LONDON (Reuters) – Few former players are perhaps better qualified to try and fathom the inner workings of volatile Australian Nick Kyrgios than the original “superbrat” John McEnroe but even the American great struggles to figure him out.
FILE PHOTO: Mar 26, 2019; Miami Gardens, FL, USA; Nick Kyrgios of Australia hits a backhand against Borna Coric of Croatia (not pictured) in the fourth round of the Miami Open at Miami Open Tennis Complex. Mandatory Credit: Geoff Burke-USA TODAY Sports/File Photo
Kyrgios, 24, found himself in hot water again at Queen’s Club this week where he ranted against umpires, line judges, photographers and even fans. He was given a $17,500 fine for several counts of unsportsmanlike conduct.
He even accused a line official of “rigging” his match and threatened to walk off during a first-round win over Spain’s Roberto Carballes Baena before losing his cool again in a defeat by Canadian Felix Auger-Aliassime.
In amongst all the histrionics, Kyrgios lit up the event with some magical shot-making not even the likes of Roger Federer or Rafael Nadal could conjure. Which makes his habit of self-destruction all the more frustrating for those who still believe he can be a force.
McEnroe, the bane of officials’ lives in the 1980s with his regular tantrums, at least balanced his behavior with seven Grand Slam singles titles and long stints as world number one.
Yet McEnroe believes outside of Federer, Nadal and Novak Djokovic, Kyrgios elevates the game like few others.
“He brings an electricity to tennis. That’s why everyone is trying to figure a way to work through this so he can get to a place where he can go out and feel free to compete and give the effort,” Eurosport analyst McEnroe said in a recent interview.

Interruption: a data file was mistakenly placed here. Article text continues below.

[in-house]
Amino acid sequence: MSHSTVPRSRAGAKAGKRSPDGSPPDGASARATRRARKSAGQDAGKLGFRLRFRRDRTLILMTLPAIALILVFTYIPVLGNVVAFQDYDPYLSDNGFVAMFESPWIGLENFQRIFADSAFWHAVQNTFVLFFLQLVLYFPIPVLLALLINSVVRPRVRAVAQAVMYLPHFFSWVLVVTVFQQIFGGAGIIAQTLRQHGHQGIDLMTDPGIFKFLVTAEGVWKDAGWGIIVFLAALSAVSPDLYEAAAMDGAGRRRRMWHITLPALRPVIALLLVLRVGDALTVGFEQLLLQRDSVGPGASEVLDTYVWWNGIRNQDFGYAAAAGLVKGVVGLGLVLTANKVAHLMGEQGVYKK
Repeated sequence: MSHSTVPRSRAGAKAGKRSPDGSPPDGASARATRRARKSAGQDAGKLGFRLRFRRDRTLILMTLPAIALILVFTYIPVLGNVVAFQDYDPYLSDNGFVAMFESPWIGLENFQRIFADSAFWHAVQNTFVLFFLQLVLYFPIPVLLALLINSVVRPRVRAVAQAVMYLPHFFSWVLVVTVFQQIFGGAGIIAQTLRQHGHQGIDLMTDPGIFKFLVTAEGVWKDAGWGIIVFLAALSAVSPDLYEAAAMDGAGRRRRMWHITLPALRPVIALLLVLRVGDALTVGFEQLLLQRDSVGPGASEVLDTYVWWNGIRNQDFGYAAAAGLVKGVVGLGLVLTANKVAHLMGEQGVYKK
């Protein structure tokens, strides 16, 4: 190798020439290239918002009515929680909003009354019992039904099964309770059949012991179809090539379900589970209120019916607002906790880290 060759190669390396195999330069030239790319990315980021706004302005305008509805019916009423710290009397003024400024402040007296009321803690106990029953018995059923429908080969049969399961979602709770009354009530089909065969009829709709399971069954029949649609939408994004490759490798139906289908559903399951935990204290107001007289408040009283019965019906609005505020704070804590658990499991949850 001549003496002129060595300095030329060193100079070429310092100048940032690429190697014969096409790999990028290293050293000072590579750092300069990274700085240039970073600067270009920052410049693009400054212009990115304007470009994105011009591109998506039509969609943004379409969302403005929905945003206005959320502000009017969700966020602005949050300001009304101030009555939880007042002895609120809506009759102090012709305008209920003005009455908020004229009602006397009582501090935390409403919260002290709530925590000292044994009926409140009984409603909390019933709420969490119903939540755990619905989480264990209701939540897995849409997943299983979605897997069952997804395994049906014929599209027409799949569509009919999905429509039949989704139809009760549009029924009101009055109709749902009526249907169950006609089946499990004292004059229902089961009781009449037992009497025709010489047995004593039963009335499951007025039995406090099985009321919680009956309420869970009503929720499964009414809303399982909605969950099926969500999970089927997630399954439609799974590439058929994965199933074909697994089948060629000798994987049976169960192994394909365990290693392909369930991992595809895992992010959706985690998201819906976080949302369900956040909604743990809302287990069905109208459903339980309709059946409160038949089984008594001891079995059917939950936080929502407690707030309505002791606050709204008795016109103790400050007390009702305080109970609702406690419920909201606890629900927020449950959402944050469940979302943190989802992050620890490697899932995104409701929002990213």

Kyrios has admitted “tanking” or not trying in several matches throughout his chequered career and in Rome this year walked off court mid-match after hurling a chair in a match against Caspar Ruud.
Deep into the third set against Auger-Aliassime on Thursday he appeared to lose interest, barely running for serves and playing a succession of exhibition shots.
McEnroe said the lack of effort was more concerning than the outbursts. “That’s the part that gnaws at the players. I don’t care if he throws a chair on the court or does what he does,” he said.
“The part that I have a problem with, and I am assuming 99 percent of the rest of the Tour do, is when you go out there and don’t seem like you are giving an effort half of the time for whatever reason. I don’t know why, I am not Sigmund Freud!”
McEnroe said while 39th-ranked Kyrgios appears not to care what other people think, the Australian might live to regret not playing to his full potential.
“We all think about that. No matter how well you do. Myself included. It would be hard to believe he wouldn’t think that,” McEnroe said. “He seems in certain ways not to care what people think. And in certain ways that can be empowering.
“Alienating yourself it takes some guts in a way to put yourself out there.”
Kyrgios made headlines before the French Open when in a podcast he said world number one Djokovic’s post-match celebrations made him cringe. He also made spiky comments about Nadal and said the French Open “sucked” before pulling out.
“He doesn’t need to say what he said about Novak in this podcast,” McEnroe said. “If you say Novak, he’s too busy waving to the crowd, is that the best you can come up with?
“I mean come on! Doesn’t he deserve it since he has won 15 Slams? He can do whatever the hell he wants.”
Reporting by Martyn Herman; Editing by Christian Radnedge